Washington (CNN) - A major standoff in the Senate over confirming federal judges fizzled Wednesday when Democratic and Republican leaders reached a last minute compromise.
The deal, which gave each side a partial victory, prevented what was likely to be another ugly episode of partisan politics from playing out on the Senate floor.
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At issue was the refusal by Republicans - still angry over President Obama's recent recess appointments of controversial nominees - to confirm quickly 17 district court judges, none of whom is controversial, though some have waited months for Senate action. Working with the support of the White House, Senate Democrats threatened to force Republicans to cast high-profile votes to continue their filibusters against the judges even though Republicans had personally backed some of the nominees.
Republicans denied they were filibustering the judges and argued each would likely get confirmed in the near future. They accused Democrats of "manufacturing a crisis," in the words of Senate Republican Leader Mitch McConnell of Kentucky, in order to paint Republicans as obstructionists.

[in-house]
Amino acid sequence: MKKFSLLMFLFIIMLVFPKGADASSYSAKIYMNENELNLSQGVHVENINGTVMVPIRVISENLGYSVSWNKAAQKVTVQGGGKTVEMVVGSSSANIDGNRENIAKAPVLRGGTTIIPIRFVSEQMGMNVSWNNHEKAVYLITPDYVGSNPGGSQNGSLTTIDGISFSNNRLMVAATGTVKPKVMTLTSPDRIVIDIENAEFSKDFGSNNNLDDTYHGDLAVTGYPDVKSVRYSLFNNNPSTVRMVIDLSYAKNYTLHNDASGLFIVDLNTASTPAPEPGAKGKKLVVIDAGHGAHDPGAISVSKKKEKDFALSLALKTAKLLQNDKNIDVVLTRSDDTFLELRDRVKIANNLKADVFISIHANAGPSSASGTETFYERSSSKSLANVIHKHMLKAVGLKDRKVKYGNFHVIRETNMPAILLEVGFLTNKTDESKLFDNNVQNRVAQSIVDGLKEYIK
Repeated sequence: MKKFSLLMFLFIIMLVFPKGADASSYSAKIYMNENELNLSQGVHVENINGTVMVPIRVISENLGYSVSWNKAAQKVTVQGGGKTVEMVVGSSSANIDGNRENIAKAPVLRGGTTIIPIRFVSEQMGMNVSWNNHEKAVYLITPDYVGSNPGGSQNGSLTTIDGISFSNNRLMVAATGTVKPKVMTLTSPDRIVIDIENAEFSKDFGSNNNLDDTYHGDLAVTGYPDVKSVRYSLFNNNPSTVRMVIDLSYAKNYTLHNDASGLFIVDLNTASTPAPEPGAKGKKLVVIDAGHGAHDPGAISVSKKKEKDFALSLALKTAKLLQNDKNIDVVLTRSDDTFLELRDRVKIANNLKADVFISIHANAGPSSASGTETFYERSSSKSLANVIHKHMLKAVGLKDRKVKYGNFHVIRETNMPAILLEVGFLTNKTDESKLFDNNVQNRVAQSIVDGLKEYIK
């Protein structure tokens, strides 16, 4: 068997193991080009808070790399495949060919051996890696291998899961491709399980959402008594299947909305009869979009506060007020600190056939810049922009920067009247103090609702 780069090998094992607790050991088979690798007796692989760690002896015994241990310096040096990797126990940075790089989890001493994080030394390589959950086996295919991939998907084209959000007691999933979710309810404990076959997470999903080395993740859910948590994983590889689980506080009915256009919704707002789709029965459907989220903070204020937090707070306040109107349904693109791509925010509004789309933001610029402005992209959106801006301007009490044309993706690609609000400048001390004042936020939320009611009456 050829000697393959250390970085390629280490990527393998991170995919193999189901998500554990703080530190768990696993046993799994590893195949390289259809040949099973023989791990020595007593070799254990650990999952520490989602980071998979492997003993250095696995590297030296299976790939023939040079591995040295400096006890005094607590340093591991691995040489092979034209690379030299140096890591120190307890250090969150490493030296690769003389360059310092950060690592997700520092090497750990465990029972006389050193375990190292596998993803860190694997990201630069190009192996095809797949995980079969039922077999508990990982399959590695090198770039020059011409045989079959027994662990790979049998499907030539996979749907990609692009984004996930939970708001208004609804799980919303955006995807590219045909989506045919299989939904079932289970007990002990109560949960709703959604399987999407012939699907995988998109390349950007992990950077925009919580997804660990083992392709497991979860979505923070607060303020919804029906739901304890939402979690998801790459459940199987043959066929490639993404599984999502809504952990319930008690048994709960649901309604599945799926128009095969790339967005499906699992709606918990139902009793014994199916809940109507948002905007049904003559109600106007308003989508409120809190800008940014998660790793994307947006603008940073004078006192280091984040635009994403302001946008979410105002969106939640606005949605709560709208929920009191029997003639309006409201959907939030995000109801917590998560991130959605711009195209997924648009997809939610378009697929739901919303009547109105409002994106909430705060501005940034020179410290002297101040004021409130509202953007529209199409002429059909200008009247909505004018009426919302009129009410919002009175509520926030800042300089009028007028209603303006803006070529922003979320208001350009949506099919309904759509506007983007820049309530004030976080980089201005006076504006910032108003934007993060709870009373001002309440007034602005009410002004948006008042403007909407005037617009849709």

"What the president wants is to distract the country from his failed policies that have led to soaring gas prices and high unemployment, and instead try to write a narrative of obstruction for his campaign," McConnell said on the Senate floor.
Republicans urged Senate Majority Leader Harry Reid of Nevada to drop the time-consuming votes on the 17 judges and turn to a bipartisan, job-creating, small business bill that overwhelmingly passed the House last week and has the support of the White House.
The gentlemen's agreement between Reid and McConnell will allow for 14 judges to be confirmed by May 7th, according to a Democratic leadership aide who described it as "a step forward" in the pace of confirmations.
A Republicans leadership aide confirmed that as many as 14 judges could be confirmed over the next two months but characterized it as "return to the normal process of confirming nominees" and "basically the pace we've been on."
Reid and McConnell also agreed to take up the small business bill as early as Thursday. Republicans claimed that as a victory although Democrats, who control the chamber, said it was their plan all along to move next to that bill.